Cascade Park

Cascade Park

Friday, February 2, 2018

A Long Walk (Part Two - Reforma)

Continued from the previous post...

When I reached the intersection of Juárez Avenue and the Paseo de la Reforma, the city's most famous boulevard, I decided to turn down Reforma and see if there was anything new since my last visit.

One thing that is new is the construction of a new Metrobus line along Reforma.  This will be the seventh Metrobus route, and, unlike the others, this one will be served by double-decker buses.  The bus stops have already been built along the boulevard.

There was vocal opposition to this Metrobus route.  Some said that it would change the nature of the historic boulevard... an argument that I find ridiculous since the Reforma is changing constantly with the construction of new skyscrapers.  

Another change is the addition of a bike lane along much of the boulevard.

Of course there is much that is still the same.  Christopher Columbus still stands atop his monument looking as if he were trying to hail a taxi at the busy intersection.

And there is still the graffiti denouncing the disappearance of the 43 students in 2014.

Once upon a time, the Reforma was lined with elegant buildings from the late 19th and early 20th centuries.  Very few of those buildings still stand.

The construction of new high-rise buildings continues.  I had not noticed this nearly completed structure previously.

It is located right next to the U.S. Embassy, and I wondered if it were a grandiose annex to the embassy.  But upon closer inspection, I found out that it will be a new hotel.

Some random shots along the Reforma...

I can never walk along the Reforma without taking some pictures of the iconic Monument to Independence... "El Angel".  Here it is from a different angle.

The fountain of Diana the Huntress has been a part of the Reforma since 1942.  It was originally located near the entrance to Chapultepec Park.  (That's where I remember it from my first visit to Mexico.)  In 1992 it was moved to its current location at the intersection with Sevilla Street.

The nude statue aroused the indignation from the ultra conservative "Decency League", and in 1943 it forced the sculptor to put bronze panties on Diana.  The sculptor, hoping to someday be able to remove the panties, attached them with only three welding points.  Nevertheless, when the panties were finally removed in 1968, there was some damage to the sculpture, and a brand new Diana was cast from the original mold.

The shimmering Torre Diana is perhaps my favorite of the new buildings constructed along the Reforma.  It houses offices for a number of international firms including AT&T.

"49ABC" and next to it a plaque saying "Nunca Más" (Never Again)
I had no idea what meaning behind this sculpture was.  I did some research and discovered it commemorates a tragedy that occurred in 2009 when 49 children died in a fire at the ABC Day Care Center in Hermosillo, Mexico.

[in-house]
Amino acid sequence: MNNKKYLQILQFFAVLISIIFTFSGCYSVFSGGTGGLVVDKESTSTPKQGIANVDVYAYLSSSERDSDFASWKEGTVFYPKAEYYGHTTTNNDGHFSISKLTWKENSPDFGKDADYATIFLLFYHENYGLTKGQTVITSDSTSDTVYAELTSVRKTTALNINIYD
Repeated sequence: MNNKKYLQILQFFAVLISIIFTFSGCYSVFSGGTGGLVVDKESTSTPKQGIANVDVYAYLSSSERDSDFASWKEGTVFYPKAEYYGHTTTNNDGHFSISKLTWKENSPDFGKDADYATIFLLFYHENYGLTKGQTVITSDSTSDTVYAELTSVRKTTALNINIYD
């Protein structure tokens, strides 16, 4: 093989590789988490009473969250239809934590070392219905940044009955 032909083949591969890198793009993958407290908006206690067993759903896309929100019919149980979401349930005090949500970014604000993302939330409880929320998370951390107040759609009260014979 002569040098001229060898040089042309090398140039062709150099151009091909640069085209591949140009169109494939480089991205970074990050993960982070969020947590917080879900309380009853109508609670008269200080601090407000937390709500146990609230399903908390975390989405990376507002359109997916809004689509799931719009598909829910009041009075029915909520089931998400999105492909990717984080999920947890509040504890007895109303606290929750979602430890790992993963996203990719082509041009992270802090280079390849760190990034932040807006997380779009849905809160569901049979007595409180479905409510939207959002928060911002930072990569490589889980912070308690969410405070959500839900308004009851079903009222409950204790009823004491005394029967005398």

This rather bizarre piece of sculpture in front of the Mexican Social Security headquarters is entitled "The Angel of Social Security", and celebrates the 70th anniversary of that government agency.

By now I had reached that section of Reforma near the entrance to Chapultepec Park that in recent years has been a hub of skyscraper construction.  The newest structure, Chapultepec Uno, is nearing completion, and in this photo appears to be attached to the Torre Mayor (to the right), which used to be the tallest building in Mexico.

Chapultepec Uno will be completed next year.  At 771 feet tall, it will be the third tallest building in the city. It will contain offices, residences, and a Ritz Carlton Hotel.

Here Chapultepec Uno, the Torre Mayor, and, behind it, the Torre Reforma seem to merge into one massive structure.

The Torre Reforma, with a height of 807 feet, is currently the tallest building in the city.

I do not care for the style of the building.  This side looks unfinished to me.  And the other side is an ugly expanse of concrete.

Right across the street is the Torre Bancomer.  It is for the moment, the second tallest building in Mexico City.  I am not fond of its style either.

Looking down Reforma toward the Polanco neighborhood, I could see more buildings under construction.  However it was now late afternoon, and time for me to eat and head back to the apartment.


  1. Great pics, and another near-cloudless winter day! I don't recognize many of those newer buildings, and I agree that the Torre Bancomer is something of an eyesore.

    I've always had a fondness for that statue of La Cazadora Diana. Didn't know the back story behind it, though.

    Saludos de Gringolandia!

    1. Actually, cloudless days have not been as common as usual here. There have been quite a few overcast days, even some rain, and it has been colder than normal (snow in some higher areas of the city). The weather finally seems to be getting back to normal.
      Saludos de Chilangolandia!